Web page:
When the campaign for Pennsylvania’s open U.S. Senate seat kicked off in earnest in May, the casual observer could be forgiven for thinking the Democratic nominee (Fetterman) was an experienced professional politician who would work hard at the job and stick to the issues, while the Republican candidate (Oz) was a dilettante multimillionaire who had parachuted into a state he barely knew, speaking on issues that were outside his expertise.

What a difference a few months makes.

Since his narrow primary victory over David McCormick and Kathy Barnette, Mehmet Oz has worked hard to reunite a fractured party, while also reaching out to people and neighborhoods that Republicans have traditionally avoided. Does retail politicking matter in a state as large as Pennsylvania? It’s hard to say, but just by showing his face on the streets of Kensington, just by talking to people in Duquesne, Oz is showing that he’s not just rallying the base and hoping for the best. Since his nomination, he has tried to present the image of a moderate, not an ideologue. Tightening polls seem to suggest that it’s working.

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Meanwhile Fetterman, whose only full-time job has been as an elected official, is showing himself fairly inept at campaigning for a promotion. Admittedly, part of this can be chalked up to the (possibly temporary) disabilities he acquired as a result of his stroke four days before his primary victory. But his refusal to deviate from far-left progressive positions could be chalked up to principle except that when he does flip-flop, as on fracking, the change is unexplained and clearly cynical.

As Oz stumps the state to build a coalition, Fetterman stumbles around and throws pot-shots on Twitter. His campaign has featured complete obfuscation on his health, a few propped-up events and tightly-orchestrated interviews (backlash from MSNBC, a friendly outlet to be certain). And a lot of jokes that most Pennsylvanians can’t afford as the price of groceries, home goods, transportation and almost everything else continues to skyrocket. All of it culminated in a debate performance so poor that only the Philadelphia Inquirer could manage to say with a straight face that he won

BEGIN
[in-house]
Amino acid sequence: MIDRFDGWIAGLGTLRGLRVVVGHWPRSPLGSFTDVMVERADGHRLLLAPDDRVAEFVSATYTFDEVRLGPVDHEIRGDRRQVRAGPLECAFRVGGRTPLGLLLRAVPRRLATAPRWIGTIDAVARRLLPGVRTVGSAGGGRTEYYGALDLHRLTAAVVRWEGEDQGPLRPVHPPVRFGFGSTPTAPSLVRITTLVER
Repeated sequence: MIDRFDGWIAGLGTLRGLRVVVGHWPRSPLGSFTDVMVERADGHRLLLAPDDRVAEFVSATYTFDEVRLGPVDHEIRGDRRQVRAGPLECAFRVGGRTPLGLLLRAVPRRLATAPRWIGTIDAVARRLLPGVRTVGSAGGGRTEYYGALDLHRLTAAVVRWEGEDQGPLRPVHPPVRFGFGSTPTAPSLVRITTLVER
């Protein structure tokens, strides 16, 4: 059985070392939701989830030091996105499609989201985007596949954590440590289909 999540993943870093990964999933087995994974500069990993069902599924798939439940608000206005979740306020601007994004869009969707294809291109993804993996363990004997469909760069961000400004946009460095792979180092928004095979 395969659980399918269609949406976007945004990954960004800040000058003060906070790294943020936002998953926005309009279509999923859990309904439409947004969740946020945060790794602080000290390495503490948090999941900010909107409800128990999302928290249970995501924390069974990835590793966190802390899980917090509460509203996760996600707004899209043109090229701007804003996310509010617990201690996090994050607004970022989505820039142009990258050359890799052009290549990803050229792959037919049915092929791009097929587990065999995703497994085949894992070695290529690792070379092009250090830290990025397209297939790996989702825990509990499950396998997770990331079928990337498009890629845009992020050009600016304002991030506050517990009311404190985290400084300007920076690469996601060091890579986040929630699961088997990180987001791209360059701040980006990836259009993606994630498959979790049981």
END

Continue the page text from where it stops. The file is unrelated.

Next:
Fetterman’s lies about his health and his continued refusal to release his health records dominate the headlines — and they should, at times, since they are evidence of how the candidate conducts himself. Secretive and dishonest with an all-consuming desire to be in charge of something, Fetterman and his campaign staff have not let the truth get in the way of a carefully crafted fable of an everyman standing up to the special interests. In this, he has had the unswerving support of most of the mainstream media, even after the debate performance exposed the emperor’s new Carhartt for the fraud it is.

Fetterman’s campaign is pure vibes, his statements little more than shots at his opponent’s wealth and residence status. Meanwhile, Oz has “done the work,” as they say, and applied the effort to politics that he previously applied to his medical and television careers.

Fetterman has not always followed the rules. Stories of his unpaid taxes and bullying of local businesses are two examples. The famous incident of him aiming a shotgun and an unarmed, innocent black jogger is another. This is not a man who works within the rule of law. 

He is also not a man who likes to work, period. By now we all know that he lived off his affluent parents until he was 49 years old — it must be nice! But even to the extent he had a job, he seemed to quickly grow bored of the responsibilities. As mayor of Braddock — a part-time gig — Fetterman was criticized for failing to show up to city council meetings. As Lieutenant Governor, he has also kept “a light schedule” even for an office that does not demand very much of its occupant.

Take off the blue-collar costume and the bad tattoos and it’s easy to see who the rich dilettante is in this race, and it isn’t Mehmet Oz.

To all of this, Fetterman offers no answer. His campaign is pure vibes, his statements little more than shots at his opponent’s wealth and residence status. Meanwhile, Oz has “done the work,” as they say, and applied the effort to politics that he previously applied to his medical and television careers. There’s a clear choice before the electorate, and a different one than we might have imagined five months ago.

—The Editors of Broad + Liberty

Broad + Liberty is a nonprofit media endeavor dedicated to sharing voices and stories that are shut out of other media outlets. @BroadAndLiberty

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